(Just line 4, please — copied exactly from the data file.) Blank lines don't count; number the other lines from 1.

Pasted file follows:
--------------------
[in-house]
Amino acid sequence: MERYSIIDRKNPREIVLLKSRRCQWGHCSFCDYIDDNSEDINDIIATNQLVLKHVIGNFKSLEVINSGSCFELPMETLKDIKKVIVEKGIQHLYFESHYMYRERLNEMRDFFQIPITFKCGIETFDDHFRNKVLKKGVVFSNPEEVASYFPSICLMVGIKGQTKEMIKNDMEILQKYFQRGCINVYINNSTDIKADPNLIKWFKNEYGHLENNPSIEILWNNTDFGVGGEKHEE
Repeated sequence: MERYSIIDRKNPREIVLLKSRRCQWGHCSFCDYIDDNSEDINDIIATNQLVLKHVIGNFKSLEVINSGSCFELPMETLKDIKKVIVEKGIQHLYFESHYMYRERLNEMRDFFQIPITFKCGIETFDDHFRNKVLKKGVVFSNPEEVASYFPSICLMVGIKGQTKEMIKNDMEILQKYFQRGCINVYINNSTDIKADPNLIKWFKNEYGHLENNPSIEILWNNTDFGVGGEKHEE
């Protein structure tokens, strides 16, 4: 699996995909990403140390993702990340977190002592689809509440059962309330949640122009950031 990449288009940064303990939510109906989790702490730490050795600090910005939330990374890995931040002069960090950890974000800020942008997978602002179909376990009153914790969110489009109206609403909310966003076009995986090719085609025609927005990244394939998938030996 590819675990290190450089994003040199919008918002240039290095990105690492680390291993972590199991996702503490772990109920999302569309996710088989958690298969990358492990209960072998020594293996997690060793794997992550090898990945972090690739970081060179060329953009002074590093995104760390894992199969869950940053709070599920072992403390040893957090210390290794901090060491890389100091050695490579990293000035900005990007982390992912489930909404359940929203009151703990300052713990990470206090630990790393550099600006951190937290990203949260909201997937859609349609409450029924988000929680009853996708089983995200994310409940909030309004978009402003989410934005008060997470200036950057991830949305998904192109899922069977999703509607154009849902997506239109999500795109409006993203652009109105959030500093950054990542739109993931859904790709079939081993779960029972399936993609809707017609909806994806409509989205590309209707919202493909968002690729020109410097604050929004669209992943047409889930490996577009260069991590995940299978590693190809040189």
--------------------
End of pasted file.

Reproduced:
């Protein structure tokens, strides 16, 4: 699996995909990403140390993702990340977190002592689809509440059962309330949640122009950031 990449288009940064303990939510109906989790702490730490050795600090910005939330990374890995931040002069960090950890974000800020942008997978602002179909376990009153914790969110489009109206609403909310966003076009995986090719085609025609927005990244394939998938030996 590819675990290190450089994003040199919008918002240039290095990105690492680390291993972590199991996702503490772990109920999302569309996710088989958690298969990358492990209960072998020594293996997690060793794997992550090898990945972090690739970081060179060329953009002074590093995104760390894992199969869950940053709070599920072992403390040893957090210390290794901090060491890389100091050695490579990293000035900005990007982390992912489930909404359940929203009151703990300052713990990470206090630990790393550099600006951190937290990203949260909201997937859609349609409450029924988000929680009853996708089983995200994310409940909030309004978009402003989410934005008060997470200036950057991830949305998904192109899922069977999703509607154009849902997506239109999500795109409006993203652009109105959030500093950054990542739109993931859904790709079939081993779960029972399936993609809707017609909806994806409509989205590309209707919202493909968002690729020109410097604050929004669209992943047409889930490996577009260069991590995940299978590693190809040189």